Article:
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Schneider DM , Dellwo MJ , Wand AJ
Fast Internal Main-Chain Dynamics of Human Ubiquitin
Biochemistry. 1992 Apr 14;31(14) :3645-3652
PMID: ISI:A1992HN84300013   
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The fast internal dynamics of human ubiquitin have been studied by the analysis of N-15 relaxation of backbone amide nitrogens. The amide N-15 resonances have been assigned by use of heteronuclear multiple-quantum spectroscopy. Spin lattice relaxation times at 60.8 and 30.4 MHz and the steady-state nuclear Overhauser effect at 60.8 MHz have been determined for 67 amide N-15 sites in the protein using two-dimensional spectroscopy. These data have been analyzed in terms of the model free treatment of Lipari and Szabo [Lipari, G., & Szabo, A. (1982) J. Am. Chem. Soc. 104, 4546-4559]. The global motion of the protein is shown to be isotropic and is characterized by a correlation time of 4.1 ns rad-1. The generalized order parameters (S2) of backbone amide N-H vectors in the globular region of the protein range from 0.5 to 0.95. No apparent correlation between secondary structure and generalized order parameters is observed. There is, however, a strong correlation between the magnitude of the generalized order parameters of a given N-H vector and the presence of hydrogen bonding of the amide hydrogen or its peptide bond associated carbonyl. Using a chemical shift tensor breadth of 160 ppm, the N-H vectors of peptide linkages participating in one or more hydrogen bonds to the main chain show an average generalized order parameter of 0.80 (SD 0.06), while those amide NH of peptide linkages free of hydrogen-bonding interactions with the main chain show an average order parameter of 0.69 (SD 0.06). The last four residues of the C-terminus display a pattern of S2 values ranging from 0.13 to 0.63 consistent with restricted diffusion about phi and psi-rotation axes which is abruptly terminated at residue 72. These data suggest that molecular packing interactions provide the dominant restriction to internal motion on the subnanosecond time scale and that hydrogen- bonding interactions provide a significant but more modest damping of main-chain high-frequency dynamics.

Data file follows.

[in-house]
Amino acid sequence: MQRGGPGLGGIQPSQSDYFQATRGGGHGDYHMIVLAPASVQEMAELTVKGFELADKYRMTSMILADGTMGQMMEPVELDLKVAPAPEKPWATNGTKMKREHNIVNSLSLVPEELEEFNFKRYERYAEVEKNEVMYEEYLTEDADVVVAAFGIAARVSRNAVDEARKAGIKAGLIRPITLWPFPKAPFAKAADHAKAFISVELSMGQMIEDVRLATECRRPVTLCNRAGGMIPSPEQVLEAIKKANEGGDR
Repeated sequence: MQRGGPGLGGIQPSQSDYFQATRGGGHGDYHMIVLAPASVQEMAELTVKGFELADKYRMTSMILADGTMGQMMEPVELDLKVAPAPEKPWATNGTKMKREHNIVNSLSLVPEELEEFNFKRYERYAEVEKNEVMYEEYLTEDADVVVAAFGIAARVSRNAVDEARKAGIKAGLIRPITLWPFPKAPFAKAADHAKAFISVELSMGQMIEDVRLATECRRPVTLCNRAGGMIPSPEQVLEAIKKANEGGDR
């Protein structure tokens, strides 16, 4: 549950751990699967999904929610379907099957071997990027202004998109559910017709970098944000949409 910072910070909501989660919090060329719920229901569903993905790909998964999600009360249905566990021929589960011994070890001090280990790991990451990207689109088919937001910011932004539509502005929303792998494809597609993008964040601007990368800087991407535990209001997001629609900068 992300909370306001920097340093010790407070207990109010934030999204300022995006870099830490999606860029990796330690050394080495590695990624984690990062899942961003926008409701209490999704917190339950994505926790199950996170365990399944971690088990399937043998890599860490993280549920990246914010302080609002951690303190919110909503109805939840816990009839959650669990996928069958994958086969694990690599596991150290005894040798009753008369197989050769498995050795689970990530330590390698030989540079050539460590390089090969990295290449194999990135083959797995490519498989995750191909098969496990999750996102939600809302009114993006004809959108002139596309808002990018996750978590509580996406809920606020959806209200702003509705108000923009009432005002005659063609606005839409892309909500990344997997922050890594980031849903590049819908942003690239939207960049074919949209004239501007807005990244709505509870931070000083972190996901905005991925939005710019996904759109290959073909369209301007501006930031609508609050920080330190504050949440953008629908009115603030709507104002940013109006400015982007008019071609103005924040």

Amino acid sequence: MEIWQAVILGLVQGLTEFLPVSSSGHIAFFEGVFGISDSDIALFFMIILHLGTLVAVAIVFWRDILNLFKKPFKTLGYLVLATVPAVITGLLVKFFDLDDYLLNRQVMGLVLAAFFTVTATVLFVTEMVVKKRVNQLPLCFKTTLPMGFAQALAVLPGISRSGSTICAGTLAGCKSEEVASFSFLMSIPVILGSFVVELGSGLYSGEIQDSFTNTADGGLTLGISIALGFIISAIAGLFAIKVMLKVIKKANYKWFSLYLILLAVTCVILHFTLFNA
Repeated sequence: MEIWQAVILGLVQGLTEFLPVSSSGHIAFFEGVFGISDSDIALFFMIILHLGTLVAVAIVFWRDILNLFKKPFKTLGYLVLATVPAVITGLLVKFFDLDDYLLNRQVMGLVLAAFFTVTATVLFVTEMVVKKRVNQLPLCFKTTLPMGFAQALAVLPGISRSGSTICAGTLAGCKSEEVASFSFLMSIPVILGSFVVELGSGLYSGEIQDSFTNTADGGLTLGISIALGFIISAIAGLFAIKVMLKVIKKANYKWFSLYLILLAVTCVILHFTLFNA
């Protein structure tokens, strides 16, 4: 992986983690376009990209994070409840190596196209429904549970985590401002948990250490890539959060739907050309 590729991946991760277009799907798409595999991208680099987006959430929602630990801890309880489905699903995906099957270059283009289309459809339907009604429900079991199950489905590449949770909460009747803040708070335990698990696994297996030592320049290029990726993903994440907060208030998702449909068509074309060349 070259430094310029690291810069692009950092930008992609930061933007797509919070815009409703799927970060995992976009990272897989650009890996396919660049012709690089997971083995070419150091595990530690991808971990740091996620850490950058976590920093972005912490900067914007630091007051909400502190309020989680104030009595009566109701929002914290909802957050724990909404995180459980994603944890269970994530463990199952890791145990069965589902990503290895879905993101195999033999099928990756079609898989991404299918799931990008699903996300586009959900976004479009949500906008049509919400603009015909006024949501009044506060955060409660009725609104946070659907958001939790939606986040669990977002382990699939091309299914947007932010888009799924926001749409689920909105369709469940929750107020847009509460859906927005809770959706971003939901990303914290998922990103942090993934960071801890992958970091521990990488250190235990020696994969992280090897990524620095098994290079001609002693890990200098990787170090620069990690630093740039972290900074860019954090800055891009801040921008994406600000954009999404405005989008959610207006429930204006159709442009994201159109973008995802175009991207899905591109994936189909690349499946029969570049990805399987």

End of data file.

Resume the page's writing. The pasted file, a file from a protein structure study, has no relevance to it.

English Article HN843 BIOCHEMISTRY-USA